Protected health information what we refer to as any health data created, received, stored, or shared out by HIPAA-covered entities and their business associates through the provision of healthcare, healthcare operations and healthcare services payment structures. This term, protected health information, is often abbreviated to PHI, or in the case of electronic health information, ePHI.
Defining HIPAA Protected Health Information
Protected health information is defined as anything that “relates to the past, present, or future physical or mental health or condition of an individual; the provision of health care to an individual; or the past, present, or future payment for the provision of health care to an individual” which is:
- Shared through electronic media;
- Stored using electronic media; or
- Shared or stored in any other form or medium.
Protected health information is made up of all individually identifiable health information such as demographic data, medical histories, test results, insurance information and other details used to identify a patient or supply healthcare services or healthcare coverage. ‘Protected’ means the information is safeguarded under the HIPAA Privacy Rule.
The Code of Federal Regulations defines protected health information and is applicable to health records. It is not applicable to education records, which are covered by other federal regulations, or records held by a HIPAA-covered entity related to its role as an employer. In the case of an employee-patient, protected health information does not include details stored regarding the employee by a covered entity in its role as an employer, only in its role as a healthcare supplier.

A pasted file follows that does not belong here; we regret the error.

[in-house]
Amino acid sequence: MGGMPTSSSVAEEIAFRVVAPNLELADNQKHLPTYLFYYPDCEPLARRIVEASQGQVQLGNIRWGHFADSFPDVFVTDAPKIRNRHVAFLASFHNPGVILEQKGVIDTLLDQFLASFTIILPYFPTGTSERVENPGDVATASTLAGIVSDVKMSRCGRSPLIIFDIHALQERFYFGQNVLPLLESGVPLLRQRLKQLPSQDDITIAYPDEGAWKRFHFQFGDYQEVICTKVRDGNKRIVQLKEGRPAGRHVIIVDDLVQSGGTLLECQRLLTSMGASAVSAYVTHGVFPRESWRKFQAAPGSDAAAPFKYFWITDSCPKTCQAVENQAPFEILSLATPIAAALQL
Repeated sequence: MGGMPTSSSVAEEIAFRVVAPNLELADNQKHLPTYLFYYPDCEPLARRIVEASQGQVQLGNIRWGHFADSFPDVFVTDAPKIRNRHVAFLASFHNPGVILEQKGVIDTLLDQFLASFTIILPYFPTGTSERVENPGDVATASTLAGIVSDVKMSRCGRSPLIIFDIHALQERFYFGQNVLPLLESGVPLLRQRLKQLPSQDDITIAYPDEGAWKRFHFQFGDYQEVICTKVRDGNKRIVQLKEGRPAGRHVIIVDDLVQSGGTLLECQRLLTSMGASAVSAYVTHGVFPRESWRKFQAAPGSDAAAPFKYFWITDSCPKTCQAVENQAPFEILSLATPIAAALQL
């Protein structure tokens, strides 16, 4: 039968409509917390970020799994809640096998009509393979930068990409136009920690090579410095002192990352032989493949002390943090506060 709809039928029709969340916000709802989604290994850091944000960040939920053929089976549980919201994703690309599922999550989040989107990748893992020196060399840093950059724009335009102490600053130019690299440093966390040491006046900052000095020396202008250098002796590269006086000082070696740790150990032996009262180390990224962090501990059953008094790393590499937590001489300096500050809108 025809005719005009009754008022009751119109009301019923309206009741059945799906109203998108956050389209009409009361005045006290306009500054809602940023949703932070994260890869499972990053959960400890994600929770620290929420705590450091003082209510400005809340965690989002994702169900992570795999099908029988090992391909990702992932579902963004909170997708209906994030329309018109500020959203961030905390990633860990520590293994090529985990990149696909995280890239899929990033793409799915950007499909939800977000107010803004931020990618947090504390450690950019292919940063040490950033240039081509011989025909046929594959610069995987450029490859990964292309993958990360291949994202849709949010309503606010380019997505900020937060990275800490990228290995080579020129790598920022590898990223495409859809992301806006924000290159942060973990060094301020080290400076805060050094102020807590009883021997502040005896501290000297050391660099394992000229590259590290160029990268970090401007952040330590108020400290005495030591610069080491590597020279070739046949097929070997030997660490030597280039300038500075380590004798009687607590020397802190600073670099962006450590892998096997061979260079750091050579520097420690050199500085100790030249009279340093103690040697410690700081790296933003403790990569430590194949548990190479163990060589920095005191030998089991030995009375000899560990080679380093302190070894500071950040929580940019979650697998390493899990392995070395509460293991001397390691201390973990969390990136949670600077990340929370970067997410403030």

PHI does not incorporate individually identifiable health information of persons who have died more than 50 years ago.
Individually Identifiable Health Information Defined
When individually identifiable information is utilized by a HIPAA covered outfit or business associate in relation to healthcare services or payment it is classified as protected health information.
18 identifiers have been defined that can be used to identify, contact, or locate a person. If health information is used with any of these identifiers it is thought of as identifiable. If PHI has all of these identifiers deleted, it is no longer thought of as protected health information. (see de-identification of protected health information)
- Names (either full or last name and initial)
- All geographical identifiers below a state, aside from the initial three digits of a zip code if, according to the existing publicly available data from the U.S. Bureau of the Census: the geographic unit formed by linking up all zip codes with the same three initial digits contains more than 20,000 people; and the initial three digits of a zip code for all such geographic units containing 20,000 or fewer people is changed to 000
- Dates (apart from year) directly related to a person
- Contact Phone Numbers
- Contact Fax numbers
- Contact Email addresses
- Specific Social Security numbers
- Details of Medical record numbers
- Health insurance beneficiary numbers
- Account details
- Certificate/license numbers
- Vehicle identifiers (including serial numbers and license plate numbers)
- Device identifiers and serial numbers
- URLs/Web Uniform Resource Locators
- Internet Protocol (IP) address numbers
- Biometric identifiers such as finger, retinal and voice prints
- Full face photographic images and any similar pictures
- All other unique identifying number, characteristic, or code aside from the unique code assigned by the investigator to code the data